Vindiciae Contra Tyrannos
A Defense of Liberty Against Tyrants

by Junius Brutus[1]




Populum, Populique in Principem, legitima postestate


Bruto Celta, Autore.

1. Attributed to Philippe Duplessis-Mornay (1549-1623) and Hubert Languet (1518-1581). Published in Amsterdam by Valckenier in 1660.[2] The authors of "the Judgment and Decree of the university of Oxford, Passed in their Convocation, July 21, 1683, against Certain Pernicious Books and damnable Doctrines" included Vindiciae contra Tyrannos among those contemporary books to be burnt for including the proposition "That if lawful governors become tyrants, or govern otherwise than by the laws of God and man [as] they ought to do, they forfeit the right they had unto their government."[3]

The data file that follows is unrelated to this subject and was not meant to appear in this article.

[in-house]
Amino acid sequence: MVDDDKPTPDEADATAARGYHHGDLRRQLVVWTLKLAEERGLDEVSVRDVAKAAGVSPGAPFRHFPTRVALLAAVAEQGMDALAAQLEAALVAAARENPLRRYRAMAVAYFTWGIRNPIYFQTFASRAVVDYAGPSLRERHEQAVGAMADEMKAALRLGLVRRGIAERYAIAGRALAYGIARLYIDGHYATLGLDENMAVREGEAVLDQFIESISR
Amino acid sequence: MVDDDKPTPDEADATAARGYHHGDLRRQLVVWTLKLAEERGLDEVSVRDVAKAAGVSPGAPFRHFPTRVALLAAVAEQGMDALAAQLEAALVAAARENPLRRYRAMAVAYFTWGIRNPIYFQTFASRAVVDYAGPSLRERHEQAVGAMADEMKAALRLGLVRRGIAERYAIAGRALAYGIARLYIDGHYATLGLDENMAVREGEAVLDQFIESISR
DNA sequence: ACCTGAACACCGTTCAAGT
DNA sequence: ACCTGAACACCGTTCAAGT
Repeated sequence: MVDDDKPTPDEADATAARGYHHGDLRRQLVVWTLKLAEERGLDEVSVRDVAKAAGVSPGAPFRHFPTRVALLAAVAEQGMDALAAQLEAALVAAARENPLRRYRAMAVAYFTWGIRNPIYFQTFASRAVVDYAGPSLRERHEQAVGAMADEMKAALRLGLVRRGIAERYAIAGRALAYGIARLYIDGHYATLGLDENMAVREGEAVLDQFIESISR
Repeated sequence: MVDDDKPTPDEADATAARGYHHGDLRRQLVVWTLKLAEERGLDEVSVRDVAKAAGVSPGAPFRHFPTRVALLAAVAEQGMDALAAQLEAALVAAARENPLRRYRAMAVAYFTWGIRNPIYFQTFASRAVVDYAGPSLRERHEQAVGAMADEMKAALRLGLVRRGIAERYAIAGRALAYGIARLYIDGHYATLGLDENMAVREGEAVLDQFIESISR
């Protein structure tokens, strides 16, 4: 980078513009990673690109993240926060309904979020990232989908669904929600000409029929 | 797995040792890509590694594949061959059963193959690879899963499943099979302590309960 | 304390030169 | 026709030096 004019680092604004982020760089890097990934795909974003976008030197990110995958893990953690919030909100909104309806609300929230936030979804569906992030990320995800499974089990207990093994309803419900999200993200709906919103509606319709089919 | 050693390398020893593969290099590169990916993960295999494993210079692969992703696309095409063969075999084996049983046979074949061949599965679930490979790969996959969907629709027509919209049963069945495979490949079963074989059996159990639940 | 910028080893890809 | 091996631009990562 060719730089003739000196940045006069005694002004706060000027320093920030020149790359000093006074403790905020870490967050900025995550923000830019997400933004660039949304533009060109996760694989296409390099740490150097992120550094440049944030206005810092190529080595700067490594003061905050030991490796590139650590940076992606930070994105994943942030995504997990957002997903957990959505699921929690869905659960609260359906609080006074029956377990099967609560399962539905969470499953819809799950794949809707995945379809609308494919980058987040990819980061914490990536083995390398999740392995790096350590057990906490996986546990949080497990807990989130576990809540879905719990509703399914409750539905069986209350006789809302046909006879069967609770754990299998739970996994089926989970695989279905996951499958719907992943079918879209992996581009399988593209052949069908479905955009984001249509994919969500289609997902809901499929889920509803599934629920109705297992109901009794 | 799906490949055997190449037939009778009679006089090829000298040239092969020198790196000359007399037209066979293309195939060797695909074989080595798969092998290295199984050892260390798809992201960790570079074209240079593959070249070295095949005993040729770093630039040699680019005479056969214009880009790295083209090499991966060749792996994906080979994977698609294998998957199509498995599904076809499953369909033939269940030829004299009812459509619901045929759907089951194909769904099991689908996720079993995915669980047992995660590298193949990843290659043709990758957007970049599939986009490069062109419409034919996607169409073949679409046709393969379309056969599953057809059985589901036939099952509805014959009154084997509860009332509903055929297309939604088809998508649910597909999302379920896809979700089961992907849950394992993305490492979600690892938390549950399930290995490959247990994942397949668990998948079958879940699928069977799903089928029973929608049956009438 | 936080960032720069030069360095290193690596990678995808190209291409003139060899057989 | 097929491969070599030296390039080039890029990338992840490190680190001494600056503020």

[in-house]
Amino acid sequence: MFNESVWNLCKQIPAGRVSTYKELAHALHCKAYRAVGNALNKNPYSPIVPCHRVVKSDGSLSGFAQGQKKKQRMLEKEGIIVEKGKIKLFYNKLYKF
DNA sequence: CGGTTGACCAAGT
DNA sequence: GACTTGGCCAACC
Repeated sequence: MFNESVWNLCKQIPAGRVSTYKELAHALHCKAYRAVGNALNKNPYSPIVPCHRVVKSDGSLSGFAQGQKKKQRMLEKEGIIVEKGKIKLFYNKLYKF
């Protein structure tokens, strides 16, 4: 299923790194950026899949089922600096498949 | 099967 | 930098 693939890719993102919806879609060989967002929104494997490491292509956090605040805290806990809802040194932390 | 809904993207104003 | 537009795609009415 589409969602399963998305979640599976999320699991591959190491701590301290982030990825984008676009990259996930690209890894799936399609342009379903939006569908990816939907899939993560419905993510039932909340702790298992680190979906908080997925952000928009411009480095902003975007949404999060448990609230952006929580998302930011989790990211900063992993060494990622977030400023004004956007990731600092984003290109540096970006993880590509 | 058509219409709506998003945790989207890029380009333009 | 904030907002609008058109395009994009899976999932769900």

Thanks for obtaining this information goes to J. S. Arkenberg <>.


Taken from in a long-unfinished state, and corrected.

Thanks to Kevin Gowen for work on revisions, mainly to modernize some of the language.

This book is available as a paperback from Still Waters Revival Books

A new, complete and much superior translation is available from Cambridge University Press, edited and translated by George Garnett. (1994). Because of copyright, we cannot make it available online.

2. Short-Title Catalogue Netherlands (STCN), reported by Erik Geleyns <>.

3. Reported by Newton Key <>.

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